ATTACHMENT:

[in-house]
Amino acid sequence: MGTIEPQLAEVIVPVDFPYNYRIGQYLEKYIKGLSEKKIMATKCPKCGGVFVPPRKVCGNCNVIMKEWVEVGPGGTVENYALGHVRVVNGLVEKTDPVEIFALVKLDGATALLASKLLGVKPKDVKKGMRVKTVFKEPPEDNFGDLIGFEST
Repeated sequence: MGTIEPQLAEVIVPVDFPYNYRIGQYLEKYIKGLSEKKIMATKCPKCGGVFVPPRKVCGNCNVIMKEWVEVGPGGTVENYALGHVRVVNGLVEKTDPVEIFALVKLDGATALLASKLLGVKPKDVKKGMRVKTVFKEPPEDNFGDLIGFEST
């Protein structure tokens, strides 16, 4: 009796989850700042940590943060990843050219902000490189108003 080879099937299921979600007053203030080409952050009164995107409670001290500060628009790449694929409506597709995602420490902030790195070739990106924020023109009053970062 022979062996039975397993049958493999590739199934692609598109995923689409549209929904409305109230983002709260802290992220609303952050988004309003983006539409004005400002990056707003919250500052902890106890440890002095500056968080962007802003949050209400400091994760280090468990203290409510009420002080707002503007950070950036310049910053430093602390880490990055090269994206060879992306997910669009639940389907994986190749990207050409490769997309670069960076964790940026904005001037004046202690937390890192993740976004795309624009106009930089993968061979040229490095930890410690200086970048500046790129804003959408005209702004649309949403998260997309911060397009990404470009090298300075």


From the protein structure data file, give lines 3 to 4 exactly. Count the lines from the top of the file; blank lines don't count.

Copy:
Repeated sequence: MGTIEPQLAEVIVPVDFPYNYRIGQYLEKYIKGLSEKKIMATKCPKCGGVFVPPRKVCGNCNVIMKEWVEVGPGGTVENYALGHVRVVNGLVEKTDPVEIFALVKLDGATALLASKLLGVKPKDVKKGMRVKTVFKEPPEDNFGDLIGFEST
């Protein structure tokens, strides 16, 4: 009796989850700042940590943060990843050219902000490189108003 080879099937299921979600007053203030080409952050009164995107409670001290500060628009790449694929409506597709995602420490902030790195070739990106924020023109009053970062 022979062996039975397993049958493999590739199934692609598109995923689409549209929904409305109230983002709260802290992220609303952050988004309003983006539409004005400002990056707003919250500052902890106890440890002095500056968080962007802003949050209400400091994760280090468990203290409510009420002080707002503007950070950036310049910053430093602390880490990055090269994206060879992306997910669009639940389907994986190749990207050409490769997309670069960076964790940026904005001037004046202690937390890192993740976004795309624009106009930089993968061979040229490095930890410690200086970048500046790129804003959408005209702004649309949403998260997309911060397009990404470009090298300075």